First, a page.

“This matter don become fifteen years. My uncle Toesan Gira been marry this woman Kenule wey I kill. Since that time wey Kenule say e no go marry my uncle Toesan Gira we don count the money wey my uncle pay and the money reach N800.00k (eight hundred naira). The people wey judge the case say make Kenule give two pikin to my uncle. Koma Nagbara say e no go give the N800.00k and the two pikin to my uncle Toesan Gira. On the 19th of December, 1982 Koma Nagbara and this Kenule with his mother Kpiribe Bira come hold my uncle Toesdan Gira and beat am till the shit wey comot for hin yas they come give am eat. When I come hear how they beat my uncle I go report for Taabaa Police and they come transfer the case to Bori Police Station. This Koma say as my wife Nwibari see am when he dey beat my uncle and report to me, she no go see life. So since that day he don worry my wife with Juju; nor be small Knot say he don cook my wife for pot. True nor be lie. I don report this matter to chief Banima. I don report to Chief Johnson and Chief Manson Ebenezer too. I say this my wife wey want die if hin die 1 nor go leave Koma Nagbara. On Sunday 27/2/83 the picking wey day for my wife belly comot. Die don come for my wife. Na hin my mind nor good again. The one wey we marry Koma Nagbara don take am and money he nor give and he want to kill my wife Nwibari.
So this Monday evening 28/2/83 no hin people come tell me say my wife wey I sent to Chief Kirika, a native doctor to treat say hin don die. As people say hin don die I nor go look am. Na hin I carry matchet to meet Koma but I no meet am; but I meet hin sister Kenule. I take the matchet beat am. I leave am because no be hin dey for my mind na Koma dey for my mind. Then I go meet Koma for hin village for that very night. I see am. Na hin I take my matchet sharp am. When I come back from Daen 1 hear say Kenule wev I beat with matchet don die. The mother of Koma Nagbara I no know something concern am. I nor see am with my eye. As I dey go look for Koma with matchet my brother Goodluck Gira run follow me say make I no go. When I dey sharp Koma Nagbara with matchet my brother Goodluck dey shout say make I nor kill am. Goodluck dey with empty hand and he no fit hold me because if he hold me I for sharp am too. God know no only me sharp Komu with the matchet. Na leg I take go and my brother run follow me. I no go with motorcycle. A s I dey, for police station na hin 1 hear say the mother of Koma sef don die. Wetin I mean by sharp is I cut am with the matchet.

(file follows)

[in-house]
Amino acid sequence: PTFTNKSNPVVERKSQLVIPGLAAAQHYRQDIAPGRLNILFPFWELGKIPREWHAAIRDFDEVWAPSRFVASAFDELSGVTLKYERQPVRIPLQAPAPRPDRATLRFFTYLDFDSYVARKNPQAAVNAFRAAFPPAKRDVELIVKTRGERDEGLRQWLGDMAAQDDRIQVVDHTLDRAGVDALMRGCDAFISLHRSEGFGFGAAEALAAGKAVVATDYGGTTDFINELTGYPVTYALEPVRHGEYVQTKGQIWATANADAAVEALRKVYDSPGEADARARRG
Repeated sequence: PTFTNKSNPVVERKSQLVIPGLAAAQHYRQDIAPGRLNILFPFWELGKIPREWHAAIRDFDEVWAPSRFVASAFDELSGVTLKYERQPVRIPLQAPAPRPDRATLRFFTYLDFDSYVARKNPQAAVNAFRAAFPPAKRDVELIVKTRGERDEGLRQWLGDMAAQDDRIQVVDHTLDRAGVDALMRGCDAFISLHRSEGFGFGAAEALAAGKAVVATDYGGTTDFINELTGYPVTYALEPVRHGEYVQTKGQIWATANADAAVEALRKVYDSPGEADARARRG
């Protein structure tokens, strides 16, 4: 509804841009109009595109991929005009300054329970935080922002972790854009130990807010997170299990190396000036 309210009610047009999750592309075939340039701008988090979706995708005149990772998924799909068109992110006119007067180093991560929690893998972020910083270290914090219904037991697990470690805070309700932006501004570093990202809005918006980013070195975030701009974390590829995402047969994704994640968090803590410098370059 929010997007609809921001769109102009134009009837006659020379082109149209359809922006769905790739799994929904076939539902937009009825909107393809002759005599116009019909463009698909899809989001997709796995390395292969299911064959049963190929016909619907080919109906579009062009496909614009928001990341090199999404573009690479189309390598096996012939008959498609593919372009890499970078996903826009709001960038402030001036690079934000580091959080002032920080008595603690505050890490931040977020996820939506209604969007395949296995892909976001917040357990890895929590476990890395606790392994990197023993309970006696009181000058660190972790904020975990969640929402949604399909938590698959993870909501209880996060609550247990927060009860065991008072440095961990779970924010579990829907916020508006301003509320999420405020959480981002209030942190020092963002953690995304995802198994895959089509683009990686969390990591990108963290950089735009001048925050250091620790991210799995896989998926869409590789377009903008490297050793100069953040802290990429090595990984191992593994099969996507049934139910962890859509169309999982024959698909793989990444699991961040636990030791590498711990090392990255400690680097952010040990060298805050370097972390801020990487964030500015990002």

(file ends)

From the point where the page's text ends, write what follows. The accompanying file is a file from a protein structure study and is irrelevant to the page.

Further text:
A confession is, by virtue of section 27(1) of the Evidence Act an admission made at any time by a person charged with a crime stating or suggesting the inference that he committed that crime. Therefore, it follows that once an accused person makes a statement, under caution, saying or admitting the charge or creating the impression that he committed the offence charged, the statement becomes confessional. See Kasa V The State (1994) 5 NWLR (Pt.344) 269. The Statement, Exhibit “A,” quoted above, speaks for itself. The appellant stated in the statement that Kenule (the deceased) was the woman that he (appellant) killed. He also said that when he went to look for Koma he did not see Koma but he saw the sister of Koma, the deceased, and he used his matchet to ‘beat’ the deceased. He then stated that when he returned from Daen he heard that the deceased (Kenule) that he ‘beat’ with matches had died. By virtue of sections 6 and 27 of the Evidence Act, the conclusion is obvious and irresistible that the statement (Exhibit “A”) made by the appellant is confessional since it suggests directly or by implication that the appellant committed the crime.
Though the statement, Exhibit “A,” is confessional, and ordinarily a conviction can be based on it alone, it is desirable that the things stated therein should be tested by facts outside the statement to see whether they are correct. See R. V Obiasa (1962) 2 SCNLR 402; (1962) W.N.L.R. 354. Evidence showing that the things stated in the statement were correct included the evidence of the doctor who performed the post mortem examination (P.W.4) that the injury inflicted on the deceased was caused by a sharp object or instrument which confirmed the truth of the statement of the appellant that he “beat” the deceased with a matches. There was also the fact that when the P.W.2 identified the appellant as the person who killed the deceased, the accusation was not denied or refuted there and then. The accusation was made at a police station and in the presence of the I.P.O. (P. W.5) and the appellant. I have earlier referred to the assertion of the appellant, in the statement, that he “beat” the deceased with a matchet when he met her at home at the time he went to look for Koma. The appellant also asserted that subsequently he heard that the deceased that he “beat” with a matchet had died. A matchet is a lethal weapon and not an ordinary cane. The death of the deceased as a result of being “beaten” with a matchet was something which should ordinarily or naturally be expected. See Adamu V Kano Native Authority (1956) 1 F.S.C. 25; (1956) SCNLR 65. The cause of death was the “beating” with a matchet by the appellant. A person intends the natural consequences of his conduct. By “beating” the deceased with a lethal weapon it could properly be inferred that the appellant intended to kill the deceased or wanted to inflict grievous bodily harm on her. See Irek V The State (1976) 4 S.C. 65 at P.67. It was true that Kenule (the deceased) had died and that the death was caused by injury inflicted upon her with a sharp object such as a matchet. The appellant also asserted in the statement (Exhibit “A”) that he heard that the mother of P.W.2 had also died. It is true that she had died. The evidence of the P.W.2 was that she was the second person that was killed at the time of the incident. The foregoing were some of the things outside the statement which showed that certain assertions in the statement (Exhibit “A”) were true or correct.